Petit Verdot (peh-tee vur-doe) is a full-bodied red wine that originates in Southern France, specially in Bordeaux. This thick-skinned grape is commonly used in Bordeaux for blending because of its tannins, color and floral aromas. Single varietals of Petit Verdot wine in Bordeaux (and Europe) are rare since the varietal is typically still a little green when it’s harvested. However, there are several producers making outstanding Petit Verdot wines in the New World regions given warmer temperatures and longer ripening times.
Petit Verdot translates to “little green one”. This “term” is due to the late-ripening aspect of this grape.
On the palate, the wine is dry with high tannins (texture), bold fruit and medium-plus acidity. Over time the wine can show flavors of leather, smoke, and smoked meat. In warmer climates where it can fully ripen, Petit Verdot expresses itself with floral, black fruit, herbal notes, and gravelly minerality.
Dominant flavors and aromas can include intense Black Cherry, Blueberry, Black Plum, Violet, Thyme, Lilac, Sage, Smoked Meats, Clove and Mocha.
Some well-known regions include La Mancha, Jumilla, Bordeaux, Tuscany, Mendoza Valley and Colchagua in Chile. Top producing countries include Spain, France, Australia, United States, South Africa, Chile and Argentina.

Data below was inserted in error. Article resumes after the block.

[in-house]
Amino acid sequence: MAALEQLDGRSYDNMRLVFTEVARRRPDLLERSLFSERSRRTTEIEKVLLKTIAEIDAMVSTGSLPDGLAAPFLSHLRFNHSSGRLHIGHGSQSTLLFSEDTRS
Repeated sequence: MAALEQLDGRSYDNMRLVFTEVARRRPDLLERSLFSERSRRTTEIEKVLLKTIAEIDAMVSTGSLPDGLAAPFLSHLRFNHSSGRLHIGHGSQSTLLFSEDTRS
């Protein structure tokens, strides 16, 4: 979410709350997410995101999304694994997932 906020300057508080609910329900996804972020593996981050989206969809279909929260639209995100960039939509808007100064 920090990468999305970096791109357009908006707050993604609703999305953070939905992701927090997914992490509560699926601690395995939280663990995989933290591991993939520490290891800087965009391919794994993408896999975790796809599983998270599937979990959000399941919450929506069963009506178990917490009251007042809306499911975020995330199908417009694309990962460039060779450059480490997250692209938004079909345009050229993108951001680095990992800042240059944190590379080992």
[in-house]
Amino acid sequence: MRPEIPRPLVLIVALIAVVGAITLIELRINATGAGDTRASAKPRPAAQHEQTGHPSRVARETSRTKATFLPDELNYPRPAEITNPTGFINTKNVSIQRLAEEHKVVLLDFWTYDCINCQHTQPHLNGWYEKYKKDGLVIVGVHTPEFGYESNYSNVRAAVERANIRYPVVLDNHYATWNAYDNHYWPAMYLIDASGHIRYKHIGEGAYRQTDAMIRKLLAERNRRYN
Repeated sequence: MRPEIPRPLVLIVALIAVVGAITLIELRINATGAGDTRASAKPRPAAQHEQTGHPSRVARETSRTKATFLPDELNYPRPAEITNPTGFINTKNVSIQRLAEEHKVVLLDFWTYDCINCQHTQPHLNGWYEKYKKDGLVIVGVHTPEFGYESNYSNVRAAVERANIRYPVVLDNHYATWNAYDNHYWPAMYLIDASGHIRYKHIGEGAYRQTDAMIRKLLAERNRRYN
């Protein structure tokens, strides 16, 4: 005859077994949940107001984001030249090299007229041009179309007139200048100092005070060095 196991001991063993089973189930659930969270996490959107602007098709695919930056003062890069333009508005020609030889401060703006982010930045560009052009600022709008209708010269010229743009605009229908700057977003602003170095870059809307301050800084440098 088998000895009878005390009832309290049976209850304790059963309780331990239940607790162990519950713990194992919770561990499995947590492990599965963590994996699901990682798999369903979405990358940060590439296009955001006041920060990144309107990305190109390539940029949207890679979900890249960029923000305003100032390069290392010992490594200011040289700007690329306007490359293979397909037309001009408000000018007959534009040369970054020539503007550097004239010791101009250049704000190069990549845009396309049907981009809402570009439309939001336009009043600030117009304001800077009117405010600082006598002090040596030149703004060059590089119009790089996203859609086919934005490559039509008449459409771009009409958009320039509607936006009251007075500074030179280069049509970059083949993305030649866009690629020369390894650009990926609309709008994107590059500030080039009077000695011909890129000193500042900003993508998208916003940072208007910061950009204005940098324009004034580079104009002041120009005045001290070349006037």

Petit Verdot enjoys the cooler maritime climate in Bordeaux, France. The grape has difficulty achieving full ripeness in time for harvest. In this region, Petit Verdot grows best in well-draining gravel soils like those found on Bordeaux’s Left Bank.
Petit Verdot grows well in Australia’s warm climate, especially in Queensland, the Barossa Valley and South Australia. The style is light in body and has concentrated flavors of blueberry and raspberry.
In California you’ll find Petit Verdot in Napa Valley, Central Coast and Lodi as the warmer temperatures allow for the grape to fully ripen, resulting in many single varietals and Mertiage’s (blends with Cabernet Sauvignon). Washington State and Virginia are also starting to produce more single varietals.
The powerful texture and tannins in Petite Verdot wine makes food pairings a natural fit for rich, meat dishes, and grilled meats. The wine also pairs well with Mexican food like mole or adobo, lamb, barbecue beef short ribs, smoked gouda, aged cheddar, black pepper, smoked paprika, Portobello mushroom. The wine should be consumed in an oversized large red wine glass and should be served at room temperature. The average cost of this bottle is $15 to $25.
Plan to decant you Petite Verdot wine for at least an hour.
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Carpe Travel collaborated with Maia Parish to compile the grape varietal overviews. Maia Parish is an award-winning events producer, sommelier, wine judge, and media consultant. She lives in Denver, Colorado and likes to eat copious amounts of food. You can find her here www.linktr.ee/thewinemistress.